Let the games begin

Last weekend Material Exchange—a group of four Chicago alums who breathe new life (and art) into found objects—got Hyde Parkers young and old to turn off their iPods, put down their Wiis, and step right up to their latest project, a collection of artist-made carnival games called King Ludd’s Midway Arcade.

The show, which continues this Friday and Saturday, features a hand-crafted wooden pinball machine, a giant kaleidoscope made from steel drums, a vintage 1970s air-hockey table powered by bicycles, and more. John Preus, MFA’05—who organized the show with Sara Black, MFA’06; Alta Buden, AB’07; and David Wolf, MFA’05—explained the project to UChiBLOGo via e-mail.

QandA_QDrop.jpgHow did this show get its name?
QandA_ADrop.jpgA worker’s manifesto from around 1811 and other publications were signed Ned Ludd, or King Ludd. Lore has it that Ned broke two stocking frame machines and unwittingly ignited the Luddite movement, which began as a resistance to both the introduction of new technologies in the textile industry and of free-market practices, as opposed to standardized pricing structures.
The term “midway” was coined during the World’s Fair, more or less the site of the current arcade. [The 1893 World’s Fair] stands in history as an almost inhuman accomplishment, and one that inspired thousands of people, but which also left behind a black city, squatted by the homeless, many of whom had been laborers at the fair. It seemed akin to current economic and social patterns.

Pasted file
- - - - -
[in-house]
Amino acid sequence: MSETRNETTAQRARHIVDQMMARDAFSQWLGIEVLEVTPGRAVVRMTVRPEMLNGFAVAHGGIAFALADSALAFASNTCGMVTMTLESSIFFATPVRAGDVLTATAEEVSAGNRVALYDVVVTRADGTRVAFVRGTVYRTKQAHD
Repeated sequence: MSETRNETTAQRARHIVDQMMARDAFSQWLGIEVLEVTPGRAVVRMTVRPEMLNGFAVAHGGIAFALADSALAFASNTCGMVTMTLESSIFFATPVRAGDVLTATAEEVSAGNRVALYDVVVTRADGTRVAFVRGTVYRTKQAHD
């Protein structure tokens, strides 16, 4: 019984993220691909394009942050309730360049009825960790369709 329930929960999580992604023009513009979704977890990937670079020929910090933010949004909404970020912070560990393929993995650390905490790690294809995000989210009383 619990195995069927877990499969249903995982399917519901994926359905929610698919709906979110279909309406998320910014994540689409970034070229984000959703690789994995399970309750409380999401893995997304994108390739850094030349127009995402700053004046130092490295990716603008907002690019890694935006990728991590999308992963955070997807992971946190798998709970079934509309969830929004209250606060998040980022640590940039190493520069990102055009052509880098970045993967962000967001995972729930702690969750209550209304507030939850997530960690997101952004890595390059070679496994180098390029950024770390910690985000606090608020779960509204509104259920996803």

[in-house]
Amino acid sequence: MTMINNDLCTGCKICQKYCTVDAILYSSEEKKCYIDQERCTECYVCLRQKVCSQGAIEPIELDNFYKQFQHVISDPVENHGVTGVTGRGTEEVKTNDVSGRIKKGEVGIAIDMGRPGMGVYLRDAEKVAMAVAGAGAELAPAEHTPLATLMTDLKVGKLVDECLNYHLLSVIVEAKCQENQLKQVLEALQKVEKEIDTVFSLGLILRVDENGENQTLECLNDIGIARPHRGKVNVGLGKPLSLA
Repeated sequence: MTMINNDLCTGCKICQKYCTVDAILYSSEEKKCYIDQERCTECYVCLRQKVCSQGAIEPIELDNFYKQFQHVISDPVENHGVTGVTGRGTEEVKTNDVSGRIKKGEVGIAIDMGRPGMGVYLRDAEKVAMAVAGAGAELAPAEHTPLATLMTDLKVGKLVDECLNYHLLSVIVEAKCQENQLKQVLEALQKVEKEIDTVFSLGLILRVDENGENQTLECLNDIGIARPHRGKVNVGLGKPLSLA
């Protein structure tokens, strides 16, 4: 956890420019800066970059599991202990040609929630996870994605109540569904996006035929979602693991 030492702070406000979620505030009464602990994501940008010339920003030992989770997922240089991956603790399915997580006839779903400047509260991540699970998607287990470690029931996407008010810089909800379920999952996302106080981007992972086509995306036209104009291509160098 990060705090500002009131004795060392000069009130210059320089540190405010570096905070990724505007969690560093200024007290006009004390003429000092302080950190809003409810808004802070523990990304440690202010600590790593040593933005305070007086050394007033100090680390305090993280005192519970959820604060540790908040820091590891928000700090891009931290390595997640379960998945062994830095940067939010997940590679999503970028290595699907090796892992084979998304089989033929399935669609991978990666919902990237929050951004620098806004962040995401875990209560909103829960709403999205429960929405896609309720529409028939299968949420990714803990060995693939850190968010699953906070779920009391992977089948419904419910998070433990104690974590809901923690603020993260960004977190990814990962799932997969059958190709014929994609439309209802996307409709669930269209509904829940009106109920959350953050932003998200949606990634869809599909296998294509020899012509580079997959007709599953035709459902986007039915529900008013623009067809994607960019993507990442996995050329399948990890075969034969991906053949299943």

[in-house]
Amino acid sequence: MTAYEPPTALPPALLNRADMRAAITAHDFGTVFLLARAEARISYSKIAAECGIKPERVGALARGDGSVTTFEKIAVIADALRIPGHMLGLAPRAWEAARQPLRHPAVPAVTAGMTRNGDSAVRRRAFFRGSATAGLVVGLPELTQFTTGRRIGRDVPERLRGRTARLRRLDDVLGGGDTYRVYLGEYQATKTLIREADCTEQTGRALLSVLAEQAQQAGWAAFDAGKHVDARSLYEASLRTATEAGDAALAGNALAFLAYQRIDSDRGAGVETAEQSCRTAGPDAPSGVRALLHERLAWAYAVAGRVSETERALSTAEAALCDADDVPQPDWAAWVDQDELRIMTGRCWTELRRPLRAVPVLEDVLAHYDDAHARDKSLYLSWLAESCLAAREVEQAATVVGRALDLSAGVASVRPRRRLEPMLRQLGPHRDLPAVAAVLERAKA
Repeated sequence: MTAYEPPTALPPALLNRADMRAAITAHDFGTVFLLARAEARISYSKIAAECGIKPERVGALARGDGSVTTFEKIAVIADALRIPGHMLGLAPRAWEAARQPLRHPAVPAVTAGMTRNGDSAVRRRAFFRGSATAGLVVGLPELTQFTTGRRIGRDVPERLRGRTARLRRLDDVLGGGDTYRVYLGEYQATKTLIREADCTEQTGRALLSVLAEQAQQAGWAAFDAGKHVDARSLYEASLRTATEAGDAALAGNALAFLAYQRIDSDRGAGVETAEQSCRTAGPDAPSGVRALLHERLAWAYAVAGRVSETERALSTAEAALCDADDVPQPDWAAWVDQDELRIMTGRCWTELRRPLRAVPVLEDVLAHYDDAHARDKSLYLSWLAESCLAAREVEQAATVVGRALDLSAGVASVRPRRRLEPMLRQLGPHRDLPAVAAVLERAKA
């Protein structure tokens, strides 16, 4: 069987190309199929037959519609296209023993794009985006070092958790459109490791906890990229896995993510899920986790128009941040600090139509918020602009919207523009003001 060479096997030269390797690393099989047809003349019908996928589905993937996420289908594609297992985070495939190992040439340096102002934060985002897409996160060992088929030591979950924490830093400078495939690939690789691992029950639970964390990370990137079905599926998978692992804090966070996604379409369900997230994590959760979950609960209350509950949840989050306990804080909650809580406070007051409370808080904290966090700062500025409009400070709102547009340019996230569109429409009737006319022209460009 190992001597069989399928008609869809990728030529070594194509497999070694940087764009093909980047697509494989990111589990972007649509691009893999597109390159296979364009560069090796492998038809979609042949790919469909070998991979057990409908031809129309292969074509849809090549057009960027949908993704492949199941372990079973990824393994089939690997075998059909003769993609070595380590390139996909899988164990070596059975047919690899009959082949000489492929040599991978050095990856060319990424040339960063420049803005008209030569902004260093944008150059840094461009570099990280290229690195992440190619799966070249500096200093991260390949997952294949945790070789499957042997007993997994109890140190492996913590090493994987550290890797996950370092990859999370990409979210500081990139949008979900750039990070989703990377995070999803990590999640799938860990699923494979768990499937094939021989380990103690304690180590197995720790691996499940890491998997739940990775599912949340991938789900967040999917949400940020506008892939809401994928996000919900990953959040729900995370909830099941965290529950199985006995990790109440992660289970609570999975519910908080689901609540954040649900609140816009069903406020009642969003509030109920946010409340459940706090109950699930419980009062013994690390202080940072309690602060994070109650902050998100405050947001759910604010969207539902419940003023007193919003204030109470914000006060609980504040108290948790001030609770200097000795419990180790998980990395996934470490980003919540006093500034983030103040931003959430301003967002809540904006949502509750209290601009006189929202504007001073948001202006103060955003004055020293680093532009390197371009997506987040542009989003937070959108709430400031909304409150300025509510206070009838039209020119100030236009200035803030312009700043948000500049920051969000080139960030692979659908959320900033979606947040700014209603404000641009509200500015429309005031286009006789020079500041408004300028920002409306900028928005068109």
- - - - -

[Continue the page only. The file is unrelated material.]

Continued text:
The games are almost all low-tech, hand-manipulated machines in a time when the digital-gaming industry is a multibillion-dollar behemoth.
QandA_QDrop.jpgWhat are the big ideas behind it?
QandA_ADrop.jpgQuality of life as a subtle balance between individualism and cooperation, technological advancement, and restraint. The tactile joy of hand-made mechanisms. The relationship between art and games, and authorship of games as something akin to the development of a system. Games as an alternative mode of social interaction that evokes novel responses, humor, and generates social cohesion through both competition and cooperation. An arcade as a novel form of arts funding. The artists will receive royalties from the playing of the games.
QandA_QDrop.jpgHow do you hope people will respond to the games?
QandA_ADrop.jpgWe hope most of all that they enjoy playing them. We hope that they have a unique experience of games, seeing behind the curtain so to speak. We hope they are inspired to think about rules and what they mean, who makes them, and the degree to which they are adaptable.
QandA_QDrop.jpgHow is Material Exchange funded?
QandA_ADrop.jpgSome of our projects are commissions/residencies; some, like this one, are funded through admission fees; some are not funded, and we eat lentils.
QandA_QDrop.jpgHow does a recession affect artists who use recycled materials?
QandA_ADrop.jpgI’m not sure a recession has much impact on recycled materials. It affects artists who rely on patronage or grants because art is discretionary by most accounts. We would like to say we do not use recycled materials; we simply use materials that still have some life in them.

Elizabeth Station

King Ludd’s Midway Arcade continues Friday, May 1, 7-11 p.m., and Saturday, May 2, 2-8 p.m., at the Experimental Station, 6100 S. Blackstone Avenue. Adults: $5; kids $3.



April 29, 2009